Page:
MicroHouse MicroHouse V1 OutsideMicroHouse V1 InsideWe are making a bit of a difference on strategic social good initiatives every week.  And now, with a goal towards helping to end involuntary homelessness, we have a prototype micro-house to provide a clean bedroom, clean bathroom, and lockable front door for under $100 USD.

Currently it functions as a hyper-insulated tent, allowing one adult human’s body heat to warm the interior 20 degrees F over the ambient outdoor temperature. The goal is to add open source, ultra-low cost, mass-production possible amenities until it is possible for a person to spend a night or a lifetime in the MicroHouse, and emerge groomed and fresh as if they had just exited a boutique hotel, with a charged cell phone and ready to meet their world.

This isn’t a rammed earth package, as we’re loosely coupling them to the earth in order to move and swap them around. It’s also not made of natural materials that may or may not be available in mass quantity without damaging the landscape. It’s instead made out of waste material from our automotive manufacturing process, which means insulation foam that we use to make our molds, epoxy that we use to make our carbon fiber parts, strips of leftover carbon fiber, aluminum, and polycarbonate. It currently fits in one parking space, in the bed of a truck, or on a 4’x8′ trailer which any compact car is able to move around. If you would like to sleep in a prototype or help develop one, join the team via the menu link on our website!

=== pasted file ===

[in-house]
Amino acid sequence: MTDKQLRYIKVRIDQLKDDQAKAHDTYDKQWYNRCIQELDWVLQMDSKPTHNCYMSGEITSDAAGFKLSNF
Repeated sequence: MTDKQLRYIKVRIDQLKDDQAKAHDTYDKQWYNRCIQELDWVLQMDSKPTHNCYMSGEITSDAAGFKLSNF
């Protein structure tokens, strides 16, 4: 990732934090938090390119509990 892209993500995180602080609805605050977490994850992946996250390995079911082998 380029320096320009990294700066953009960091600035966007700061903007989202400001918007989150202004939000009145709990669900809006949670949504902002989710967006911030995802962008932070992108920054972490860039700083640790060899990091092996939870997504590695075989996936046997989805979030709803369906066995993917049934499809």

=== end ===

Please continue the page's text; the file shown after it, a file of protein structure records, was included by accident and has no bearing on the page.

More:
2 thoughts on “MicroHouse

  1. Microhouse video:

    Great initiative. Yet with one more sheet of foam, you can make a space for two, standing room, which is non-rectilinear space (right angle is worst shape ever for human psyche):

    That said, the hardest part of *any* shelter? Comfortable, heat-efficient ventilation. Since I doubt you are going to install a fiwihex Heat Recovery Ventilator

    maybe install an insulated curtain that hangs down from ceiling around the occupant’s neck. Why cool the whole space when just the face needs it? For that matter, a tube that delivers air directly above the head and a short, insulated chimney at top to move air through at a controllable speed?

    Then a comfortable hood/pillow arrangement to trap heat from head. Jack Stephenson, genius Titan rocket insulation engineer who went on to design camping gear (!) got it right:


    Keep your 100W light bulb experiment meaningful!

    And I guess you will make it secure with OSB?

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